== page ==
When we are busy fulfilling our desires or ambitions, we notice that the vital energy is generally plentiful and positive, we forget about fatigue and want to carry on with exuberance. This is the normal status of the vital energy carrying out its habitual functions in human life and society. There is a ‘gusto’ to life that is palpable and which weaves itself into whatever we are doing. When asked to undertake actions that it does not appreciate, support or recognise as beneficial within its normal frame of reference, the vital being of man likes to complain, obstruct or even ‘go on strike’, so to speak. The transition to a spiritual standpoint from the normal ego-standpoint can lead to such energy disruptions if the vital being feels like its normal forms of enjoyment and benefit are being denied, and not replaced with something else that it finds equally compelling or beneficial.
It becomes necessary, at a certain point in the practice of the yoga, for the vital being to accept, whole-heartedly, the new focus, and direction of the being, and find its satisfaction in becoming a willing servitor to a new, higher standpoint, outlook and focus of action.
Sri Aurobindo writes: “The ordinary freshness, energy, enthusiasm of the nature comes either from the vital, direct when it is satisfying its own instincts and impulses, indirect when it co-operates with or assents to the mental, physical or spiritual activities. If the vital resents, there is revolt and struggles. If the vital no longer insists on its own impulses and instincts but does not co-operate there is either dryness or a neutral state. Dryness comes in when the vital is quiescent but passively unwilling, not interested, the neutral state when it neither assents nor is unwilling, — simply quiescent, passive. This, however, the neutral state can deepen into positive calm and peace by a greater influx from above which keeps the vital not only quiescent but at least passively acquiescent. With the active interest and consent of the vital the peace becomes a glad or joyful peace or a strong peace supporting and entering into action or active experience.”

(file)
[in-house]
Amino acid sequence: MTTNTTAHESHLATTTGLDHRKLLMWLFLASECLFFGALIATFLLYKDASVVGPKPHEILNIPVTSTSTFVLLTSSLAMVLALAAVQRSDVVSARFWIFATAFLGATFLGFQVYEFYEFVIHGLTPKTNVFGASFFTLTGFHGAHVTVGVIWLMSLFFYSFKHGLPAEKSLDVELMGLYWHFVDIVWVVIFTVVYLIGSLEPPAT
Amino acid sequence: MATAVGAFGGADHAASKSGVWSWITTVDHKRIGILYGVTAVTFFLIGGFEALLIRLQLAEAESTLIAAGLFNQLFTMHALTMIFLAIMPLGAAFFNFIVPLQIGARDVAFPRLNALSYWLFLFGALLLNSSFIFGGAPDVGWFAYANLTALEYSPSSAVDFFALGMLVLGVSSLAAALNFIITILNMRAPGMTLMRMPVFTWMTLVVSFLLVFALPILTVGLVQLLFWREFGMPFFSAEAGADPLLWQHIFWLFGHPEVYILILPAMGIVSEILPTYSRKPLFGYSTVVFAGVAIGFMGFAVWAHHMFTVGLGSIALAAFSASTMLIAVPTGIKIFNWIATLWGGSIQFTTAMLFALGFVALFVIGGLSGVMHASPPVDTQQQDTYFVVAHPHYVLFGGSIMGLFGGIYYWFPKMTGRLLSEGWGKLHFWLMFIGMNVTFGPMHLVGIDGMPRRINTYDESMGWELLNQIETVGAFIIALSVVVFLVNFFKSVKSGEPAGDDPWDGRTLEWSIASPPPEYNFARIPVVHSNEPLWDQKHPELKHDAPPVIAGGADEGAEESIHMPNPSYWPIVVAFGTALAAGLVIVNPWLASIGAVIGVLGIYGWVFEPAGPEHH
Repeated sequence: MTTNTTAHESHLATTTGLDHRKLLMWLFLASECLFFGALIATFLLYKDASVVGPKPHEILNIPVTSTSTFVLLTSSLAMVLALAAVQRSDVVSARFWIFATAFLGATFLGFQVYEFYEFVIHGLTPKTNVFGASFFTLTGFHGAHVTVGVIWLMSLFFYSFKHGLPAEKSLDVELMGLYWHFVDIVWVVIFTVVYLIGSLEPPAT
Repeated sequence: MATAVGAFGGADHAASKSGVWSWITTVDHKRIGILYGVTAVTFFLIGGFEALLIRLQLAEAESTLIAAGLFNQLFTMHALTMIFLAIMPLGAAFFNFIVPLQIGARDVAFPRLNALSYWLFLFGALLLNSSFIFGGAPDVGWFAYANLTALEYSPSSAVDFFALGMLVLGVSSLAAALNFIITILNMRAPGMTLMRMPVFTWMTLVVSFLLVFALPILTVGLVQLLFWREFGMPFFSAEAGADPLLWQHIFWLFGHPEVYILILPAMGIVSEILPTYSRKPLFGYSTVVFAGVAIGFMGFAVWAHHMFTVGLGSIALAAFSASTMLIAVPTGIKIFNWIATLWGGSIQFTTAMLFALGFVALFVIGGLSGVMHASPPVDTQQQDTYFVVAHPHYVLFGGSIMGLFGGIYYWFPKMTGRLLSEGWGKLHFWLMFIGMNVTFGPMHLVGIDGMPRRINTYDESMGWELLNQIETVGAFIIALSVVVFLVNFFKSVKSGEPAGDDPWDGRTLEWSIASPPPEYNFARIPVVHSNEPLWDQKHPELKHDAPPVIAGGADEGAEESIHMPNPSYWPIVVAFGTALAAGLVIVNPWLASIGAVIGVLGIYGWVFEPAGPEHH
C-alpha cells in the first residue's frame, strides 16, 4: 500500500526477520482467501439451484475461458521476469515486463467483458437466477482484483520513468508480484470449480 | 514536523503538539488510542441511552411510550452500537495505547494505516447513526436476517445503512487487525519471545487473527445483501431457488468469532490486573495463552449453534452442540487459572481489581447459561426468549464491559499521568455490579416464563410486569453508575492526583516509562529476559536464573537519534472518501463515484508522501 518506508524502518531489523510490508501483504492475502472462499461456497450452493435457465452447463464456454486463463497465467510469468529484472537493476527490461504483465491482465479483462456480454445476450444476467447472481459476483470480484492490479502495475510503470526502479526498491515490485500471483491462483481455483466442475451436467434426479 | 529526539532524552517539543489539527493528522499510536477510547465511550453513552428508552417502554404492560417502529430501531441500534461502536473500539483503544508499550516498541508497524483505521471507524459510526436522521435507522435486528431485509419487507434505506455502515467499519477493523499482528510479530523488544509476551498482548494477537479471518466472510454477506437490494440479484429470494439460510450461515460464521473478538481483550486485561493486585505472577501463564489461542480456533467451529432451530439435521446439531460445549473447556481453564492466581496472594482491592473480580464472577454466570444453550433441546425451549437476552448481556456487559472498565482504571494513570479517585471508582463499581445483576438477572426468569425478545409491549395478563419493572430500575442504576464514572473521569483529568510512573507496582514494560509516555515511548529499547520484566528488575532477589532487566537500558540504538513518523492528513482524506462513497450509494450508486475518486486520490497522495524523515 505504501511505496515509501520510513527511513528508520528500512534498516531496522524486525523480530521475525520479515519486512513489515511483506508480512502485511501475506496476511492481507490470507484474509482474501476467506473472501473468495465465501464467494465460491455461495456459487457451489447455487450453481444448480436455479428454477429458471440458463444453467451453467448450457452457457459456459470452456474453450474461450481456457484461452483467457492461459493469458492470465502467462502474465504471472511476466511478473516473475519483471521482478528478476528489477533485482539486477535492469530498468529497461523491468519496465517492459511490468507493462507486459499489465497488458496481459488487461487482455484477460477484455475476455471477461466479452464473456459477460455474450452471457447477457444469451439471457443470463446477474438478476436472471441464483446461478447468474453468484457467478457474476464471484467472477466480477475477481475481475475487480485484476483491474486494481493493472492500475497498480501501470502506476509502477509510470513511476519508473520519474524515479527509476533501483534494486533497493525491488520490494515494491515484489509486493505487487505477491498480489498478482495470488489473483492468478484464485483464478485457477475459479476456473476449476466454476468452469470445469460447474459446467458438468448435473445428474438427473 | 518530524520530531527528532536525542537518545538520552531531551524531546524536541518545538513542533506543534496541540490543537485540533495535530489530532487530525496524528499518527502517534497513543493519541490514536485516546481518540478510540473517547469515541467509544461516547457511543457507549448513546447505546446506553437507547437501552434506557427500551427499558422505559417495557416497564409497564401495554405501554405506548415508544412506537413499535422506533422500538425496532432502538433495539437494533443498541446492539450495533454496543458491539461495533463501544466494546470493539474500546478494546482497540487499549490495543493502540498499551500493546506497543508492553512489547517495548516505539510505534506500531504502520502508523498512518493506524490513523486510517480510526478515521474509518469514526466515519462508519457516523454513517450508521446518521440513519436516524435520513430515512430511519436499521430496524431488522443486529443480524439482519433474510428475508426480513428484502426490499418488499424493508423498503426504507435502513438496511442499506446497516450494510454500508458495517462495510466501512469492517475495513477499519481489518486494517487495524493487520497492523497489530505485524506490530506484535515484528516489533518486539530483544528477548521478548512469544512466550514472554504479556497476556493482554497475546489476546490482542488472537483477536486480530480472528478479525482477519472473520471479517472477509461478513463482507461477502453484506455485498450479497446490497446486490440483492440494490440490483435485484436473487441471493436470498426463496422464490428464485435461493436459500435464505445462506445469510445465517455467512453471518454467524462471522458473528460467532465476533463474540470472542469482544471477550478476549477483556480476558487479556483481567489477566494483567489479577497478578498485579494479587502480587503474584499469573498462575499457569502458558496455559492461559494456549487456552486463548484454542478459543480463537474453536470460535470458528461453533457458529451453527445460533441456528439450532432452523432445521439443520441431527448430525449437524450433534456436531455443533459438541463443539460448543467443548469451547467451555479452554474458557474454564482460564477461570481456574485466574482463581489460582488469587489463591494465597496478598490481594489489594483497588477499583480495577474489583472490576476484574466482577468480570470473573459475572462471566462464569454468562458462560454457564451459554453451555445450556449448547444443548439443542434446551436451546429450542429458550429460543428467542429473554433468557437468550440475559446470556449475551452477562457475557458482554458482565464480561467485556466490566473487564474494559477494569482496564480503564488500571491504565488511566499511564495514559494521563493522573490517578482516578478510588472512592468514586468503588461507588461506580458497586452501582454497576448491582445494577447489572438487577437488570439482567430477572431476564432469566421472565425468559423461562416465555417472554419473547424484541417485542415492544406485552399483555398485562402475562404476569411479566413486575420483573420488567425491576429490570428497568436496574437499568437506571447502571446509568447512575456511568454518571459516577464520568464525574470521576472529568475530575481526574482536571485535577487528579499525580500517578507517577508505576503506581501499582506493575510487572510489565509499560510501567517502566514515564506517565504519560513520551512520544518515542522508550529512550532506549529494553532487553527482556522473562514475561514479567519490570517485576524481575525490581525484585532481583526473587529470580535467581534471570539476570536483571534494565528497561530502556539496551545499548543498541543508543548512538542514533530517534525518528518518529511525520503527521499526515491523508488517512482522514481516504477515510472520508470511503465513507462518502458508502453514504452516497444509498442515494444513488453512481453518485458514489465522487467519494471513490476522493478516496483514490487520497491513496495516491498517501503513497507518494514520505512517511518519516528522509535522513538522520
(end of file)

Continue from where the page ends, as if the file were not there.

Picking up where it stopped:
“The feeling of the desert comes because of the resistance of the vital which wants life to be governed by desire. If that is not allowed, it regards existence as a desert and puts that impression on the mind.”
Sri Aurobindo, Integral Yoga: Sri Aurobindo’s Teaching and Method of Practice, Chapter 9, Transformation of the Nature, Transformation of the Vital, pp. 246-259